Getty Museum aims to acquire 16th century Parmigianino painting


A valuable 16th century painting by the Renaissance artist known as Parmigianino could soon find a home in Los Angeles, but the work of art is still subject to an export license from Britain.

The J. Paul Getty Museum said that it hopes to acquire the biblically themed painting, titled “Virgin With Child, St. John the Baptist, and Mary Magdalene.” The museum said the painting has been in private hands for more than 400 years and that a private sale is being arranged through Sotheby’s.

Standing approximately 2 ½-feet-tall, the late Renaissance work was previously on loan to the Getty and has also been exhibited at the National Gallery in London. Parmigianino — whose full name was Girolamo Francesco Maria Mazzola — is believed to have completed the work between 1530 to 1540.


“It’s one of the few late Renaissance paintings still in private hands,” said Timothy Potts, director of the Getty Museum, in an interview. “It’s in fantastic condition, which is so rare for this period.”

Potts said that he had been interested in the painting since seeing it at the National Gallery when he previously served as director of the Fitzwilliam Museum in Cambridge, England.

The Getty’s planned acquisition has been “a combination of our making gentle inquiries and discussions with Sotheby’s,” said Potts. He declined to disclose the seller and the selling price but said the painting is extremely valuable.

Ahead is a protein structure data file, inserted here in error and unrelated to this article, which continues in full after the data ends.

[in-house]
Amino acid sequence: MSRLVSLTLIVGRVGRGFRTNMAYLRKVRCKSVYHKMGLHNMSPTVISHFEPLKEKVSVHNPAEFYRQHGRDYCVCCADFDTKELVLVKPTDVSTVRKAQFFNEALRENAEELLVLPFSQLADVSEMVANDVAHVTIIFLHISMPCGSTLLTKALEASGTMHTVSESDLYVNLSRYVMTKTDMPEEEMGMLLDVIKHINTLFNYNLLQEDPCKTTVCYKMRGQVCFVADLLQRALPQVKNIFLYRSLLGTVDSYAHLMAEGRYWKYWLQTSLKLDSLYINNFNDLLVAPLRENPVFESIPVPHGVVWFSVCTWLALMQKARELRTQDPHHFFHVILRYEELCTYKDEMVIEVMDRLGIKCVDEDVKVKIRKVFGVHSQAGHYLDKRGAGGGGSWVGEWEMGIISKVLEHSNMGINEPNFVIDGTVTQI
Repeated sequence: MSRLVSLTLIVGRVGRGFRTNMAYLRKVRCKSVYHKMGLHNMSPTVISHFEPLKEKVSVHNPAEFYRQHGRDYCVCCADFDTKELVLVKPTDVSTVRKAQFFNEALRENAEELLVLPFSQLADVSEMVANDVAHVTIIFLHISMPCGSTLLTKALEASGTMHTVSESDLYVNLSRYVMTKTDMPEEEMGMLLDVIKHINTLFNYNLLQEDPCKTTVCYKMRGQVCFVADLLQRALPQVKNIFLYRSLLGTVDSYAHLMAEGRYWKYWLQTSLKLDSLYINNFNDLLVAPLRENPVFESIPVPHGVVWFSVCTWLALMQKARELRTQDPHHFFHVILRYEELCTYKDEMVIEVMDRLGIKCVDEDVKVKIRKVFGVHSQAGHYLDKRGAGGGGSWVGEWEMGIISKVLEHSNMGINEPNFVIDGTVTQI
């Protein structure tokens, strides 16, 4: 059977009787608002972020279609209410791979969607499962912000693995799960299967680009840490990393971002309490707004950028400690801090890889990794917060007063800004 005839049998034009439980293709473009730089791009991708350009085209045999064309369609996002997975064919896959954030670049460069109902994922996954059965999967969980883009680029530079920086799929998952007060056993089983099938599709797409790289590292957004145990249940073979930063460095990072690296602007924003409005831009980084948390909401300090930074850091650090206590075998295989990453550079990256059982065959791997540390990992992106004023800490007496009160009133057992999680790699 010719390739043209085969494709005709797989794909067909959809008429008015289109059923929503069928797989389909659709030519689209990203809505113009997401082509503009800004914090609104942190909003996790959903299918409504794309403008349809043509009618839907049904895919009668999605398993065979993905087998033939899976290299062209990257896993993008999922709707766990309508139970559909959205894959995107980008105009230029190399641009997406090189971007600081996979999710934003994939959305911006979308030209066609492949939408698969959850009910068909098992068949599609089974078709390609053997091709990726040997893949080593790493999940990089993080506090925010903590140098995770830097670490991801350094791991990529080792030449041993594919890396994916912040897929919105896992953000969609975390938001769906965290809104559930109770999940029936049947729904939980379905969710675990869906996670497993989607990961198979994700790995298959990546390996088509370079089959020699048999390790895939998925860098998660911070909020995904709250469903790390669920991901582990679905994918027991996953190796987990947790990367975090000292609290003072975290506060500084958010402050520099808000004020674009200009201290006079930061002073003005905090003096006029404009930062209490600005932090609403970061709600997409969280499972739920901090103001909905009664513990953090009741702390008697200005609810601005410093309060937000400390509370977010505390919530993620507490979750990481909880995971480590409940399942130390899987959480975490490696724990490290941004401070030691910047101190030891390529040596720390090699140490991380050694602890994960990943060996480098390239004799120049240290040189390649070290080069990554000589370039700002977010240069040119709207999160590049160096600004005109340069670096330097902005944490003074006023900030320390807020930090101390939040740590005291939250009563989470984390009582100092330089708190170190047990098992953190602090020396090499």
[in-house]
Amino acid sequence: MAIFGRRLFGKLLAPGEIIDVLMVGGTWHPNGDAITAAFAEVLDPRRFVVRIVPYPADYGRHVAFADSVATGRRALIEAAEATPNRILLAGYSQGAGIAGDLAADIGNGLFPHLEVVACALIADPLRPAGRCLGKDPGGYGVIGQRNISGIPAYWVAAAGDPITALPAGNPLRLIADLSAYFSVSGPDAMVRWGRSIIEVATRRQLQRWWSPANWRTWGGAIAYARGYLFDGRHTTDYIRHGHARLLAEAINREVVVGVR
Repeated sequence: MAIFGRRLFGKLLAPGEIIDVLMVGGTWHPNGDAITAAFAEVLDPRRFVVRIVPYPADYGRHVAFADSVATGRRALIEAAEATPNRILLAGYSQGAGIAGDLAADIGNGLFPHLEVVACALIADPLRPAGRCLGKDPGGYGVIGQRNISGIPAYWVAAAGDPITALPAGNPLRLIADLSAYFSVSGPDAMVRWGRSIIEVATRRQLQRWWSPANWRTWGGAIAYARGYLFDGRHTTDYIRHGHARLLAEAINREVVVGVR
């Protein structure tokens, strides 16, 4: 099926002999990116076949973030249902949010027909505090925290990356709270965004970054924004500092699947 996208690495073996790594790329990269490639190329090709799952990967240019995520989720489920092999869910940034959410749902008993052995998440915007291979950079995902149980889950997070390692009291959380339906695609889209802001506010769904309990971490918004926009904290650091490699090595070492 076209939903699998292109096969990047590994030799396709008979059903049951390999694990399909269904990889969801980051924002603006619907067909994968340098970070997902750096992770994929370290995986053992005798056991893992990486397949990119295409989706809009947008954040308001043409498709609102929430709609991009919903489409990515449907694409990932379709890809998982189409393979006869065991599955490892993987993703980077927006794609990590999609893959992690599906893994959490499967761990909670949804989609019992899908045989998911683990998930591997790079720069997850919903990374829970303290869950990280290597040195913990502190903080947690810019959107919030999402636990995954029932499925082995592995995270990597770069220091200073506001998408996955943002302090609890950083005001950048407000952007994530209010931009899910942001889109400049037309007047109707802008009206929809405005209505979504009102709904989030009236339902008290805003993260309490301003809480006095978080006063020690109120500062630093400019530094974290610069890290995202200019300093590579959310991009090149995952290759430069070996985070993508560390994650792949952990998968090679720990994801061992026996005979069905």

The acquisition remains subject to an export license from the Arts Council England. British law allows for the veto of a foreign purchase of artwork if a British institution can offer a competitive price and the work is deemed of significant cultural value.

The Getty faced a similar situation when it sought to acquire an early Rembrandt self-portrait from a dealer. The museum ultimately prevailed in 2013 and received an export license.

But the Getty’s 2002 bid of $46.6 million for Raphael’s “Madonna of the Pinks” failed to go through when the British government stepped in to help with a rival bid. The work now resides at London’s National Gallery.


The selling price of the Parmigianino could come to light when the Getty applies for an export license from the British government. The museum said that the export application is being filed by the seller’s representative, Sotheby’s.

The painting is notable because the artist executed it on paper before laying it down on panel.

The piece is “in an extraordinary state of preservation,” said Davide Gasparotto, senior curator and head of the paintings department at the Getty.

He added that the painting shows Parmigianino “at the peak of his artistic maturity” and “encompasses in the best possible way the ideal of beauty and refinement of the mature Italian Renaissance.”

If the acquisition succeeds, the piece would be the first painting by Parmigianino to enter the Getty’s collection, though the museum already owns several of the artist’s drawings.